At Doran Leadership Partners, we are seeing an increasing number of people who are looking for their next opportunity. People whose jobs have been impacted by the pandemic, people who are re-prioritizing their lives both personally and professionally, and people who know they “just can’t go back when this is all over.” Some of these job seekers have not looked for a job in 15+ years – if ever – which makes the task all the more daunting.
If you haven’t looked for a job in a while, read on. This is Part I of a series on job search do’s and don’ts. We hope that these tips will help you start the journey with confidence, get noticed and seize upon the next great professional chapter in your life:
Approach your search as both a buyer and a seller
Of course, you’re selling your skills and experience to prospective employers. But remember: Not every role is right for you, nor are you right for every role. Be intentional about what works for you culturally and values-wise. Write down what you’ve learned from past experiences, good and bad, and use it as a check list when you’re evaluating a new opportunity. Also, on the back side of that sheet, write down your mid- and long-term career goals. Having this “compass” will help you stay true to yourself when you evaluate opportunities. And when it comes to interviewing, adopting a hybrid buyer and seller mindset can shift the power and help you show up stronger and more discerning.
Embrace more than one version of the next chapter
Effective job seekers know that there are several paths to meet their career objectives. As they approach their search and networking (more about this later), they’re able to articulate different “buckets” of attractive roles. For example, an aspiring manufacturing CEO might say that she’s targeting commercial leadership roles in Fortune 100 companies, business unit leadership in $1B+ companies, and President or COO roles in mid-sized privately held companies. Having 2-3 well defined “buckets” can provide a helpful roadmap for searching and help others give an assist in your process.
Beware the over-engineered resume
There are as many opinions about resumes as there are people to ask. At Doran Leadership Partners, we see thousands of resumes each year and we’d be remiss if we didn’t offer our two cents:
Keep it simple. No bar charts or pie charts or photos. It’s easier to highlight the things you are most proud of without them getting lost in clutter. Use fonts that are large enough for middle aged eyes to read, assisted.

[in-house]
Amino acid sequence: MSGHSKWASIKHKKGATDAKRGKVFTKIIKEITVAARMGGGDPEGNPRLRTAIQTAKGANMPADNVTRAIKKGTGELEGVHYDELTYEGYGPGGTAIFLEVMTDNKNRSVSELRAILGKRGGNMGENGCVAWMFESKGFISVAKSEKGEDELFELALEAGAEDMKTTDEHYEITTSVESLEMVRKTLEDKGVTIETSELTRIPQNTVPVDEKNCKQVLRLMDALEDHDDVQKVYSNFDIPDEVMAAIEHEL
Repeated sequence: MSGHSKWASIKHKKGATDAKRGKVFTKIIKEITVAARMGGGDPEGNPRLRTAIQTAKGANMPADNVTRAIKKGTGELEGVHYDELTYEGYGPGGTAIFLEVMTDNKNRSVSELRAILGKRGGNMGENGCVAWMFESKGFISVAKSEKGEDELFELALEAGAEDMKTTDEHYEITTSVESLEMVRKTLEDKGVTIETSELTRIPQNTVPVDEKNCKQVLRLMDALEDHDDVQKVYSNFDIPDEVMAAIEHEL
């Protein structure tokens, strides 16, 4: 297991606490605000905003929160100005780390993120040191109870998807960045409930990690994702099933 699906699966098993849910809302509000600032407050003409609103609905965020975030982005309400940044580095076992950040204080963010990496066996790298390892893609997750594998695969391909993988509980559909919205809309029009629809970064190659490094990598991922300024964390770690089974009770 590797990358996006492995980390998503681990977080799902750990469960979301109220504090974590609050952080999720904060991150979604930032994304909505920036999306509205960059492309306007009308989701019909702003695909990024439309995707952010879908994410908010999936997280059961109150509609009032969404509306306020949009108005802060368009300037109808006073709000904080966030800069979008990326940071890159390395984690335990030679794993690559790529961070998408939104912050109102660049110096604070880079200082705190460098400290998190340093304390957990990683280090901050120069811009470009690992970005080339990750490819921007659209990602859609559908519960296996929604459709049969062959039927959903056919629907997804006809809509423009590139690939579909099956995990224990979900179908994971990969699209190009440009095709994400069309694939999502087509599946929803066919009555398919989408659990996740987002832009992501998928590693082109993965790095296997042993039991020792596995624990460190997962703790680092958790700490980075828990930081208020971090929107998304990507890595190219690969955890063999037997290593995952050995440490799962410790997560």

Include a 3-5 phrase summary at the top that describes you and your area of focus. Austin Powers’ would be: “Accomplished spy and operative with broad international experience. Singular passion for fighting evil. Skilled at impressions and innuendo. High-style.” You get the drift!
For each professional experience, describe your employer (industry and size), your responsibilities and your results.
Use facts and figures whenever you can, like actual budgets, the size of your team, increases in revenues and profitability, etc. It’s one thing to say you’re good at your job, but it’s another thing to show it.
Keep your resume to a single page if you’re within three years of college graduation and two pages if you’re within fifteen years of college graduation. After that, it’s your call, but three pages is the absolute max.
Pay attention to the details
Grammar, typos and etiquette are still really important. We’re all moving really fast these days. After you draft an email, cover letter or thank you note, step away from it. Come back to it, revise it and – for the big stuff – have someone else proof it.
We’re often asked by people about what they should include in their LinkedIn profile. Our friends and neighbors at Navigate Forward recently published an article with great insight on LinkedIn profiles.
As a public forum, we think LinkedIn is a great place to cultivate your story, reputation, expertise and thought leadership. LinkedIn is also a pretty accurate barometer of industry trends, so it’s a great place to stay current, too.
So, keep your profile up to date and visible so you don’t come off like a wallflower, stay involved with industry groups, research prospective employers, stay in touch with peers and network in between. There’s a lot of utility to the world’s largest professional social network.
We hope that these tips help you get your ducks in order to be ready to start your search. Next in the series, we’ll share some tips for interviewing and follow up in the blog post “Winning the Interview”